The Chinese Ministry of Culture and Tourism announced Wednesday that it will place a ban on karaoke songs with content they believe “endanger[s] national unity, sovereignty or territorial integrity.”
The ban will also include music that incite ethnic hatred or discrimination, violates state religious policies by, or encourages illegal activities such as drugs, gambling, and obscenity. The ministry “encouraged” music providers to replace the blacklisted songs in karaoke venues with “healthy and uplifting” music.
Just don’t expect to find “Glory to Hong Kong” in the song library at your local KTV in China 🎶https://t.co/7CjGWbkLeb
— Fight For Freedom. Stand With Hong Kong. 重光團隊 (@Stand_with_HK) August 11, 2021
The Ministry acknowledged the difficulty of forcing karaoke venues to identify illegal songs, noting that the country has some 50,000 venues with a basic library of more than 100,000 songs. Instead, the Ministry noted that content providers themselves would be responsible to audit their libraries for illegal tracks and flag offending songs.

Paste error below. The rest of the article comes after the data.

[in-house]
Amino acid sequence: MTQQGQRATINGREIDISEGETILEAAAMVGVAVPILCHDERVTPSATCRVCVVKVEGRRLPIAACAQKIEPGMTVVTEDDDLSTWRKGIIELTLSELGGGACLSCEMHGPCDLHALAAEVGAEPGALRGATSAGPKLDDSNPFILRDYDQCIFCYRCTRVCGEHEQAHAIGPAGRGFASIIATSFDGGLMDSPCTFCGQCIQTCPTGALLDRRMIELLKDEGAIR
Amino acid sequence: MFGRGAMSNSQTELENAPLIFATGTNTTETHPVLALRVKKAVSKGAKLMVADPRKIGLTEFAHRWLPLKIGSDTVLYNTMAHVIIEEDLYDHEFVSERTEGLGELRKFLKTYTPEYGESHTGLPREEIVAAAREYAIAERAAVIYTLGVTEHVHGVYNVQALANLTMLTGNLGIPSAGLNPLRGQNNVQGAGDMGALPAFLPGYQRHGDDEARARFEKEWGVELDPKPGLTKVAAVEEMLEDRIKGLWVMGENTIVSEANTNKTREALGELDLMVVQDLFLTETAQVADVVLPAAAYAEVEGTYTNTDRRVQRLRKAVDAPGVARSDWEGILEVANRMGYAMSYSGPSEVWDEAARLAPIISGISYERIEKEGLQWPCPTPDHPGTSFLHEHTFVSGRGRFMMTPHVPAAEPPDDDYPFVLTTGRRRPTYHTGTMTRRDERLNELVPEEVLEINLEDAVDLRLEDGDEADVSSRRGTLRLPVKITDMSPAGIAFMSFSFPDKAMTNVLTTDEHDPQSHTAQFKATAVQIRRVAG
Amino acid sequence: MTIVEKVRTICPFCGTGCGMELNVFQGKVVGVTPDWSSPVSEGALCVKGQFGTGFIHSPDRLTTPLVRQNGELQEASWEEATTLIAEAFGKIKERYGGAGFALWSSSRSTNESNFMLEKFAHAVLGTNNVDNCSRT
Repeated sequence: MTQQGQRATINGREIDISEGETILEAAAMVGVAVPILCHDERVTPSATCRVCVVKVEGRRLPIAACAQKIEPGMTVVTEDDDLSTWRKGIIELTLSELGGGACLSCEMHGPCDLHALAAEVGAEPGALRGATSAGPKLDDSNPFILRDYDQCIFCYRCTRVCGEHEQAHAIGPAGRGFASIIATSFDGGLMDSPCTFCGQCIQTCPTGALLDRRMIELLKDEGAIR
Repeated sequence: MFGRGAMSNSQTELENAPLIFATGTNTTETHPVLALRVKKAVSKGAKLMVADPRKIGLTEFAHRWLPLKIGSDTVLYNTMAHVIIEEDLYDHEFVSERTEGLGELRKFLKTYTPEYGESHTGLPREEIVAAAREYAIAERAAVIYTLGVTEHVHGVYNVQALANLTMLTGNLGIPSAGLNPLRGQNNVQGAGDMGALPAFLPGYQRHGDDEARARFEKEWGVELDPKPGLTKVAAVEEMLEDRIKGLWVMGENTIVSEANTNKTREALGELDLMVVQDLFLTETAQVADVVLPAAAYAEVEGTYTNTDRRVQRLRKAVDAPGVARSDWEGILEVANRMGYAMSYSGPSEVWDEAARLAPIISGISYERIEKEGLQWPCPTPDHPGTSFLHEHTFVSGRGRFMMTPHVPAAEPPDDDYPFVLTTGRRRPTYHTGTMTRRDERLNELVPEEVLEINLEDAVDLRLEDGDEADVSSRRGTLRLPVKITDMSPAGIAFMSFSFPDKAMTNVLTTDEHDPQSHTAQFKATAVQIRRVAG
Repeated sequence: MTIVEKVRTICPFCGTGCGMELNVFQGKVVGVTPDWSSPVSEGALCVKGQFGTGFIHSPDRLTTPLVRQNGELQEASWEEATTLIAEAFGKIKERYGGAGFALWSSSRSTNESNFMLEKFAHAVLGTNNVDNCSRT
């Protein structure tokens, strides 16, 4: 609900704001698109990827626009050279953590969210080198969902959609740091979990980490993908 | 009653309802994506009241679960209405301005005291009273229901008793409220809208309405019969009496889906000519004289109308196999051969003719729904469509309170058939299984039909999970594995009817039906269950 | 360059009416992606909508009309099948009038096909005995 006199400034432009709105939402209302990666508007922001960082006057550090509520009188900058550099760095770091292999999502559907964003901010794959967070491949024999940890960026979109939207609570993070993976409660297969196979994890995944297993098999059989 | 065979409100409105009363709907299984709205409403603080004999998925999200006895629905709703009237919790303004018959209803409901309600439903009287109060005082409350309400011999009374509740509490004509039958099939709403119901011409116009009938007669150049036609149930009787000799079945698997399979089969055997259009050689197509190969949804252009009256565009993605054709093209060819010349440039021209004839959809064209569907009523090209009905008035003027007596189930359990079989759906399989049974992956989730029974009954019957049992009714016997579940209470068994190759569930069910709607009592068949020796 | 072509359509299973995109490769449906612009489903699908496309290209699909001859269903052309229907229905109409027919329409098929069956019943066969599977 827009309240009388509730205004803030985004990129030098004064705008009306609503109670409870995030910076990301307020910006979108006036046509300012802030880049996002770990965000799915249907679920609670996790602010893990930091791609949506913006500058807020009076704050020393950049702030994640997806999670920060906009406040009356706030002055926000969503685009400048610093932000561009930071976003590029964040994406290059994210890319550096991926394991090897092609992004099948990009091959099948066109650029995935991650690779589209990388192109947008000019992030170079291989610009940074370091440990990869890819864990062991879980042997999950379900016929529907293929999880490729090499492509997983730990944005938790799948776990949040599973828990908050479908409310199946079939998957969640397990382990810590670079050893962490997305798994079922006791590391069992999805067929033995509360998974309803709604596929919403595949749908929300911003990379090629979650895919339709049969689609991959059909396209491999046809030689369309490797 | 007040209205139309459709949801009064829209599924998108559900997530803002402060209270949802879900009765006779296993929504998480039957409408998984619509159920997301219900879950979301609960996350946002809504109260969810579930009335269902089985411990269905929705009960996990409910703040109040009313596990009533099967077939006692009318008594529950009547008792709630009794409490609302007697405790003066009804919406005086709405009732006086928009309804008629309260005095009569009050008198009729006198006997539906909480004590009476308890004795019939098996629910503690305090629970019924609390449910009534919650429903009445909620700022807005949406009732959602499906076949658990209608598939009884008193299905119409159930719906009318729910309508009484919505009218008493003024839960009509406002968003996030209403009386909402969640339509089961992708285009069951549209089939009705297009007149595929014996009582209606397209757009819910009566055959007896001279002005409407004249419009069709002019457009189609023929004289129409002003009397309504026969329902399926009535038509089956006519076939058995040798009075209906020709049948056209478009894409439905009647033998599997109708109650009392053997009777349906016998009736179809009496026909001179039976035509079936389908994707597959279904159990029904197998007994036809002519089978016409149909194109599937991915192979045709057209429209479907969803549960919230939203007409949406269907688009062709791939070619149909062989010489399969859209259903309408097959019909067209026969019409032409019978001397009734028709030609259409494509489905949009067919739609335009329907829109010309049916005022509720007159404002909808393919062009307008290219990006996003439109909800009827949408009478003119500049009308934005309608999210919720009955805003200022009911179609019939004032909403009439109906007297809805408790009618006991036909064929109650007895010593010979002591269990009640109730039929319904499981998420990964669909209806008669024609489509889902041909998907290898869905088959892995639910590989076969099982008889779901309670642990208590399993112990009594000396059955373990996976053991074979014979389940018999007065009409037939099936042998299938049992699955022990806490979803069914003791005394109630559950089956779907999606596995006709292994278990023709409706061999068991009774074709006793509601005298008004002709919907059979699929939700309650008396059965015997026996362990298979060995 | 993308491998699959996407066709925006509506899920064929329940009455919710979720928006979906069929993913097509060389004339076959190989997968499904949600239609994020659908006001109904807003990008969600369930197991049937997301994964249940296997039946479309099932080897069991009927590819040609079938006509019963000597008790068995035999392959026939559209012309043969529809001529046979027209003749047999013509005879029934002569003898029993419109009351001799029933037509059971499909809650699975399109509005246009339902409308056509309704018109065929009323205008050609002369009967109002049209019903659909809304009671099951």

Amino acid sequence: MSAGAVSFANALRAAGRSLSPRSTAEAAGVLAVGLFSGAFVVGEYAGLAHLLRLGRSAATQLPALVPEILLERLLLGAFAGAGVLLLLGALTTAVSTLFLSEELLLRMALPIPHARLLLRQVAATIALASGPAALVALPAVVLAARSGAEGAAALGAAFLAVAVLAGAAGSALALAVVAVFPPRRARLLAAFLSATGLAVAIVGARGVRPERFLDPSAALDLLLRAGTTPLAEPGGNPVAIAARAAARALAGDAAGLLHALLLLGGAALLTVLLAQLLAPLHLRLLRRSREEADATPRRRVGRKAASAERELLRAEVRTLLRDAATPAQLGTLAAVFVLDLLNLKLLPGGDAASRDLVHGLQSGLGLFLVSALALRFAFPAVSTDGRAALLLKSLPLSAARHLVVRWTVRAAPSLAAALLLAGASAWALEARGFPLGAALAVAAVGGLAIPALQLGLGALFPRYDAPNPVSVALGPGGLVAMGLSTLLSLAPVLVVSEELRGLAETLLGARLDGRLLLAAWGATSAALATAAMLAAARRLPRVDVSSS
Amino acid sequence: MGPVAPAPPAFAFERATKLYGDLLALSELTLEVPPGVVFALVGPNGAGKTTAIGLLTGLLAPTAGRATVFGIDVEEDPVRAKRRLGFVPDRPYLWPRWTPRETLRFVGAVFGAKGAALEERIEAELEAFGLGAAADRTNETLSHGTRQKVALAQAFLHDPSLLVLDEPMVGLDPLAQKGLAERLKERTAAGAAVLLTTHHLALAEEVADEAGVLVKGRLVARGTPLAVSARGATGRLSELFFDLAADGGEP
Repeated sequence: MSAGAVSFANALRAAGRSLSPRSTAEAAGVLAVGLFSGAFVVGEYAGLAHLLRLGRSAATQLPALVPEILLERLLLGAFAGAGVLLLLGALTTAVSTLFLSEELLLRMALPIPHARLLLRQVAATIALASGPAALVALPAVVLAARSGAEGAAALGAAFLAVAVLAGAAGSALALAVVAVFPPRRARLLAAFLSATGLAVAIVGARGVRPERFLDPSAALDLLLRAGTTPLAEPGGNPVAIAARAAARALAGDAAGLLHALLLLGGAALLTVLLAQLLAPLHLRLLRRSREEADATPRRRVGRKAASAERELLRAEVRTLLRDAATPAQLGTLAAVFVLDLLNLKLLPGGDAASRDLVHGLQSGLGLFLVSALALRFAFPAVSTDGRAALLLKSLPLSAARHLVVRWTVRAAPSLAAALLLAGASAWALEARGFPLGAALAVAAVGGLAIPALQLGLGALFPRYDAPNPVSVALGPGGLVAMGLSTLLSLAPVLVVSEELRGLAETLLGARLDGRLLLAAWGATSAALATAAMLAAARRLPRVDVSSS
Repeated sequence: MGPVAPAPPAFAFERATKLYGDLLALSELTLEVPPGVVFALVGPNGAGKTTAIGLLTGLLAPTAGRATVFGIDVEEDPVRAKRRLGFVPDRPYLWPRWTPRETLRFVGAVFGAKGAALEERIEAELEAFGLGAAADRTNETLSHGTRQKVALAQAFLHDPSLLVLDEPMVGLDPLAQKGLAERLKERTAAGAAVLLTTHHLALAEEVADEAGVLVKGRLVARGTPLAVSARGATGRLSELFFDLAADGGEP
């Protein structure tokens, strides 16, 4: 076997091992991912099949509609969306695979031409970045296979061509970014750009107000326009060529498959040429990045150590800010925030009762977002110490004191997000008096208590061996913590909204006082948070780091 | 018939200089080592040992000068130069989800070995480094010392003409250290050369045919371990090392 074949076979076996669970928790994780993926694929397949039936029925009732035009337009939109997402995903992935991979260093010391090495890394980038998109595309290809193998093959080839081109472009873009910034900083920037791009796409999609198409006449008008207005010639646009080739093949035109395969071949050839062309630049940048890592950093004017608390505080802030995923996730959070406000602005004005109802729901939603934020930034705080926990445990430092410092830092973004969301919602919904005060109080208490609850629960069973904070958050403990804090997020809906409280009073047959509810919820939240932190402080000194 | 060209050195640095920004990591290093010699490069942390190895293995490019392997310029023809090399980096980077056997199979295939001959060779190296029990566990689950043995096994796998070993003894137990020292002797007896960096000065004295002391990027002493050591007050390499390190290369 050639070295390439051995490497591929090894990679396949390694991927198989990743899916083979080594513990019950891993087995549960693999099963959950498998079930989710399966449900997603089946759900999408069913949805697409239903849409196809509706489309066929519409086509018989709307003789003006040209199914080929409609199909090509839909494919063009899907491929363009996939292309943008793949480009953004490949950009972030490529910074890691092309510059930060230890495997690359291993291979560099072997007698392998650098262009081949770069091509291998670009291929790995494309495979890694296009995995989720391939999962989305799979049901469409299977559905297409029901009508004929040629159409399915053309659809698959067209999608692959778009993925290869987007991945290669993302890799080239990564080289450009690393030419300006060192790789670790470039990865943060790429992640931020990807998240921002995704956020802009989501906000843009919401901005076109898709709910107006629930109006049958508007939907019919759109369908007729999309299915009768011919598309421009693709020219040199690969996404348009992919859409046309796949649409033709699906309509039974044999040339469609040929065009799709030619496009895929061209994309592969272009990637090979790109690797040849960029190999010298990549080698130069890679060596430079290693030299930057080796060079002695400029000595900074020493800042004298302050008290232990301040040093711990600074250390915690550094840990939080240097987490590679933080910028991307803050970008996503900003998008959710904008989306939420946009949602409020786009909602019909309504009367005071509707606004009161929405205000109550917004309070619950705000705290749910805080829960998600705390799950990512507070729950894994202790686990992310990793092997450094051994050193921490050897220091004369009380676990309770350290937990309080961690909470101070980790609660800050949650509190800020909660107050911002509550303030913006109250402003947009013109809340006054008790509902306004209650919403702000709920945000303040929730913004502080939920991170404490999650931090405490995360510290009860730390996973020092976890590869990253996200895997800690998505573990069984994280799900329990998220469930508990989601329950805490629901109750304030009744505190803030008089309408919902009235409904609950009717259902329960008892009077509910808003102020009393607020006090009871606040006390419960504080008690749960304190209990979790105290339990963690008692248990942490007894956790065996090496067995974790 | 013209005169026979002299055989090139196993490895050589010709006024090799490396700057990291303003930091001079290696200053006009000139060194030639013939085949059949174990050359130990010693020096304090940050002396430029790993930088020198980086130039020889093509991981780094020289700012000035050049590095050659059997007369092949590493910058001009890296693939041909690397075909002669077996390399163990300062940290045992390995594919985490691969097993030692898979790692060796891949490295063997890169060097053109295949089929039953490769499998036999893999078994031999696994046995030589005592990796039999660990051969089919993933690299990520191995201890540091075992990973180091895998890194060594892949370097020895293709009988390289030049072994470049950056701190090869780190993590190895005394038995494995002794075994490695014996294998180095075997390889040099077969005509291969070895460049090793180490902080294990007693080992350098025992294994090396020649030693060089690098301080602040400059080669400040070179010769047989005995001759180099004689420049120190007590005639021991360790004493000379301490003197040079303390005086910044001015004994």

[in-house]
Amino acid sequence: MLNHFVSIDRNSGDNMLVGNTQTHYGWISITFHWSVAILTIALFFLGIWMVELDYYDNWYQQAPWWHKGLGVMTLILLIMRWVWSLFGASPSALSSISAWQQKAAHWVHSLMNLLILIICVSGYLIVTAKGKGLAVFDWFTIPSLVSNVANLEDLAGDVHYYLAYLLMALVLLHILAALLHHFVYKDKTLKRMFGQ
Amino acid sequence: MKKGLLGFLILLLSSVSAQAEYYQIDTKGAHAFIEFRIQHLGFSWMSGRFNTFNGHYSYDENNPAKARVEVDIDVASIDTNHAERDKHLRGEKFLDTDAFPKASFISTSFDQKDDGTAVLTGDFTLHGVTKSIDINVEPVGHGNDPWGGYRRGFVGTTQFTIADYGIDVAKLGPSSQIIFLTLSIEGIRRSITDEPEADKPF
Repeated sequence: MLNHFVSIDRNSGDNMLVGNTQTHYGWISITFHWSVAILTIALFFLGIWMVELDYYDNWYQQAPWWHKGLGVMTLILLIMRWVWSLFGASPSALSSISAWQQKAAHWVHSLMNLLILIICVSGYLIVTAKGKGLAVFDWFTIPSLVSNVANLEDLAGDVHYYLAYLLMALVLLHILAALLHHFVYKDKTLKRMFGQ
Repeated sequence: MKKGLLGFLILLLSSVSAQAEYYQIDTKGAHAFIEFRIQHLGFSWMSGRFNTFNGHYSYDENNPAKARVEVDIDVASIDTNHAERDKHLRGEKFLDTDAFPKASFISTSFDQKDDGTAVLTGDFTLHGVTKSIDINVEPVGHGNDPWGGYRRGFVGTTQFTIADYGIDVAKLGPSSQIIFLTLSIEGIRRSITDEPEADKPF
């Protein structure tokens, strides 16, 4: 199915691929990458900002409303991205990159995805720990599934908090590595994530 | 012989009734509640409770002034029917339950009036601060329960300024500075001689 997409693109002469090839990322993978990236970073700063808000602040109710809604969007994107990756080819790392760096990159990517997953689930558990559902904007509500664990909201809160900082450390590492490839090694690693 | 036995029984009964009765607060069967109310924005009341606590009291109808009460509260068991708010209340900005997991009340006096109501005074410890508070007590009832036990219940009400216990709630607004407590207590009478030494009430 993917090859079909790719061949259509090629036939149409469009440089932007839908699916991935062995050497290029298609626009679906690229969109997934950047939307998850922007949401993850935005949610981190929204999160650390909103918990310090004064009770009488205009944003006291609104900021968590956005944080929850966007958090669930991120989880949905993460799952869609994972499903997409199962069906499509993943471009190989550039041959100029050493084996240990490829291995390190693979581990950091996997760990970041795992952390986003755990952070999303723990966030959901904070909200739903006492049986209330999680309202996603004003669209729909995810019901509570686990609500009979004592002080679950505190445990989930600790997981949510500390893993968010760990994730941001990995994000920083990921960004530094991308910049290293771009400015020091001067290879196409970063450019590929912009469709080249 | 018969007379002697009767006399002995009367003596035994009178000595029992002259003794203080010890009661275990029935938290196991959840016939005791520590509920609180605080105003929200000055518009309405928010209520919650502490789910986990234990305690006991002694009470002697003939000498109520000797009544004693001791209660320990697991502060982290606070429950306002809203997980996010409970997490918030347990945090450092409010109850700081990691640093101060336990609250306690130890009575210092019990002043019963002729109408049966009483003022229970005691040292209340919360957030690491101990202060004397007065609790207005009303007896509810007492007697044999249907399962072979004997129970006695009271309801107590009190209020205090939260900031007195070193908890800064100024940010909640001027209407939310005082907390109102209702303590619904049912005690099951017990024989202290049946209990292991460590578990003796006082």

The ban will go into effect Oct.1.
China has a reputation for heavily censoring pop culture and media. The country routinely scrubs content from social media and web pages that contains pornography, violence, or sensitive political topics. China recently cracked down on live streaming platforms for hosting “low taste” material.
Chinese television networks blurred the images of Western brands from their television programs in April in response to backlash over the treatment of Uighur Muslims in Xinjiang Province.
The Chinese government also banned some 6600 songs in 2018, mostly 1990s and 2000s pop songs from Hong Kong and Taiwanese artists.